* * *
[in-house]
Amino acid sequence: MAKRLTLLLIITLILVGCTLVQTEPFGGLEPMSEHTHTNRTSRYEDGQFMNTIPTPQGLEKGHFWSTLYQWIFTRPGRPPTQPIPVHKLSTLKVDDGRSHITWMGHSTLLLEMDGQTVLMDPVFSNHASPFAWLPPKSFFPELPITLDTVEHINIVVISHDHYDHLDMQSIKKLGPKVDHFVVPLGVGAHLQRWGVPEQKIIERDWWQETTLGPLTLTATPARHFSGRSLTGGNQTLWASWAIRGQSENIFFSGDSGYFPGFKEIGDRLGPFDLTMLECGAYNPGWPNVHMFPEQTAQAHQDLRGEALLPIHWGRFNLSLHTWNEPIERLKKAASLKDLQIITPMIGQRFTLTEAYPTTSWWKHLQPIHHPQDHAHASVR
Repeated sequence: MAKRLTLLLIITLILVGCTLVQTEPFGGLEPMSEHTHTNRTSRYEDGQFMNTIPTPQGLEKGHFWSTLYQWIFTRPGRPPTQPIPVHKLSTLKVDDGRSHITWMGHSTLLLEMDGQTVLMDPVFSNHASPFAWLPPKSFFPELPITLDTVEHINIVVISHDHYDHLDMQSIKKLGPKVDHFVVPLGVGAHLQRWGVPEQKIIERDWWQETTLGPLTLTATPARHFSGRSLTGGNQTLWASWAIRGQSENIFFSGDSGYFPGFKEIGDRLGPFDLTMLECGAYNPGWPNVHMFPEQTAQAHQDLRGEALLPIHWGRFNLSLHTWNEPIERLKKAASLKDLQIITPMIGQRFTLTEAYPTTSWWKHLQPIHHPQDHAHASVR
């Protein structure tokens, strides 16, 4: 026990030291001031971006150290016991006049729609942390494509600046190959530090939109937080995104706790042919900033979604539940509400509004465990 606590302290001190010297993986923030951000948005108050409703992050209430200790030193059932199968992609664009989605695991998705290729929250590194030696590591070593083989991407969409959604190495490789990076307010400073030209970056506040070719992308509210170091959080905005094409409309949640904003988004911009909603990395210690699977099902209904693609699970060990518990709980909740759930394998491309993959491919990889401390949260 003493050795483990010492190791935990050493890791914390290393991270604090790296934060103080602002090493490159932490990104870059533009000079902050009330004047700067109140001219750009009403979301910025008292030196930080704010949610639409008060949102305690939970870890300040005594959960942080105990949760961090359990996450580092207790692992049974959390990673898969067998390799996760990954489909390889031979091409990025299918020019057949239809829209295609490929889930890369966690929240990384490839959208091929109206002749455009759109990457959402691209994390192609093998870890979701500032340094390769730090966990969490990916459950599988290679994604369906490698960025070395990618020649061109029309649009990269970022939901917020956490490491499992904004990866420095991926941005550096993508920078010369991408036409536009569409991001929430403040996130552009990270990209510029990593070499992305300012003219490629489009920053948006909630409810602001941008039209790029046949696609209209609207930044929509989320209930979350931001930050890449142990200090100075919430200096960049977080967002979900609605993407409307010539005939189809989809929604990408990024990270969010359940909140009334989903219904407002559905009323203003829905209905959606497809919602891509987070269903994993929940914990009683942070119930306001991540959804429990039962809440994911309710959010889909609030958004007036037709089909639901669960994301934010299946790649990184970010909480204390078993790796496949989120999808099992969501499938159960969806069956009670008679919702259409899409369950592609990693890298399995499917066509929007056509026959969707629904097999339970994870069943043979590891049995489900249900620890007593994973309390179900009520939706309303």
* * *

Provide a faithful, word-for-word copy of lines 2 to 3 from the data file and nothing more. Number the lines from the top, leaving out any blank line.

Amino acid sequence: MAKRLTLLLIITLILVGCTLVQTEPFGGLEPMSEHTHTNRTSRYEDGQFMNTIPTPQGLEKGHFWSTLYQWIFTRPGRPPTQPIPVHKLSTLKVDDGRSHITWMGHSTLLLEMDGQTVLMDPVFSNHASPFAWLPPKSFFPELPITLDTVEHINIVVISHDHYDHLDMQSIKKLGPKVDHFVVPLGVGAHLQRWGVPEQKIIERDWWQETTLGPLTLTATPARHFSGRSLTGGNQTLWASWAIRGQSENIFFSGDSGYFPGFKEIGDRLGPFDLTMLECGAYNPGWPNVHMFPEQTAQAHQDLRGEALLPIHWGRFNLSLHTWNEPIERLKKAASLKDLQIITPMIGQRFTLTEAYPTTSWWKHLQPIHHPQDHAHASVR
Repeated sequence: MAKRLTLLLIITLILVGCTLVQTEPFGGLEPMSEHTHTNRTSRYEDGQFMNTIPTPQGLEKGHFWSTLYQWIFTRPGRPPTQPIPVHKLSTLKVDDGRSHITWMGHSTLLLEMDGQTVLMDPVFSNHASPFAWLPPKSFFPELPITLDTVEHINIVVISHDHYDHLDMQSIKKLGPKVDHFVVPLGVGAHLQRWGVPEQKIIERDWWQETTLGPLTLTATPARHFSGRSLTGGNQTLWASWAIRGQSENIFFSGDSGYFPGFKEIGDRLGPFDLTMLECGAYNPGWPNVHMFPEQTAQAHQDLRGEALLPIHWGRFNLSLHTWNEPIERLKKAASLKDLQIITPMIGQRFTLTEAYPTTSWWKHLQPIHHPQDHAHASVR